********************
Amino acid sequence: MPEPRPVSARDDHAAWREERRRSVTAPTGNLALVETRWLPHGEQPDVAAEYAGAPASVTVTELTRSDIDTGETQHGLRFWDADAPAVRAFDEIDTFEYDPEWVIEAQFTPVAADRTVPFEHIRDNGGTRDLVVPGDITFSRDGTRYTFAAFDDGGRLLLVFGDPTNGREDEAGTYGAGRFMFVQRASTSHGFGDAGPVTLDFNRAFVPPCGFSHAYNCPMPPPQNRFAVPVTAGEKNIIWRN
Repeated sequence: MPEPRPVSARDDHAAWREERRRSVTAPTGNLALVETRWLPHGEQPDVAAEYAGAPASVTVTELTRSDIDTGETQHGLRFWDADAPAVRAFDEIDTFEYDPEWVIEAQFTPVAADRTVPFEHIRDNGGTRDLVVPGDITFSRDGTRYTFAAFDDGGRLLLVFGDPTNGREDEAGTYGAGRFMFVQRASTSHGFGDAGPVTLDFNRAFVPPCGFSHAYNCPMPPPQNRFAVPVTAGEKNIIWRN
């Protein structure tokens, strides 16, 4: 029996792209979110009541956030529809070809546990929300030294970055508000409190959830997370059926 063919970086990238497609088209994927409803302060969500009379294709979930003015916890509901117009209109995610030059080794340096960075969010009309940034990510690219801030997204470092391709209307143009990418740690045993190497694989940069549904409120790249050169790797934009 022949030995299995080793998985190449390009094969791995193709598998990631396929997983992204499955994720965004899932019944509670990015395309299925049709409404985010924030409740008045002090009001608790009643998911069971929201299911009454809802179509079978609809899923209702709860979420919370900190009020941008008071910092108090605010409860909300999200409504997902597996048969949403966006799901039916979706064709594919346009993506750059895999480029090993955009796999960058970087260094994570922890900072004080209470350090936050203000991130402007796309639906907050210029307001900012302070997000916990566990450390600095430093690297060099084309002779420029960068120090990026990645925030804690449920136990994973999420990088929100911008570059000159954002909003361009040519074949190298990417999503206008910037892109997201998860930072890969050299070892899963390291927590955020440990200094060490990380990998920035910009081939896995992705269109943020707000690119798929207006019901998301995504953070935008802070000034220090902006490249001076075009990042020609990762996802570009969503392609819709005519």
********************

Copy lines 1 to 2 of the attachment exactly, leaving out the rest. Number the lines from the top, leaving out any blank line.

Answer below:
Amino acid sequence: MPEPRPVSARDDHAAWREERRRSVTAPTGNLALVETRWLPHGEQPDVAAEYAGAPASVTVTELTRSDIDTGETQHGLRFWDADAPAVRAFDEIDTFEYDPEWVIEAQFTPVAADRTVPFEHIRDNGGTRDLVVPGDITFSRDGTRYTFAAFDDGGRLLLVFGDPTNGREDEAGTYGAGRFMFVQRASTSHGFGDAGPVTLDFNRAFVPPCGFSHAYNCPMPPPQNRFAVPVTAGEKNIIWRN
Repeated sequence: MPEPRPVSARDDHAAWREERRRSVTAPTGNLALVETRWLPHGEQPDVAAEYAGAPASVTVTELTRSDIDTGETQHGLRFWDADAPAVRAFDEIDTFEYDPEWVIEAQFTPVAADRTVPFEHIRDNGGTRDLVVPGDITFSRDGTRYTFAAFDDGGRLLLVFGDPTNGREDEAGTYGAGRFMFVQRASTSHGFGDAGPVTLDFNRAFVPPCGFSHAYNCPMPPPQNRFAVPVTAGEKNIIWRN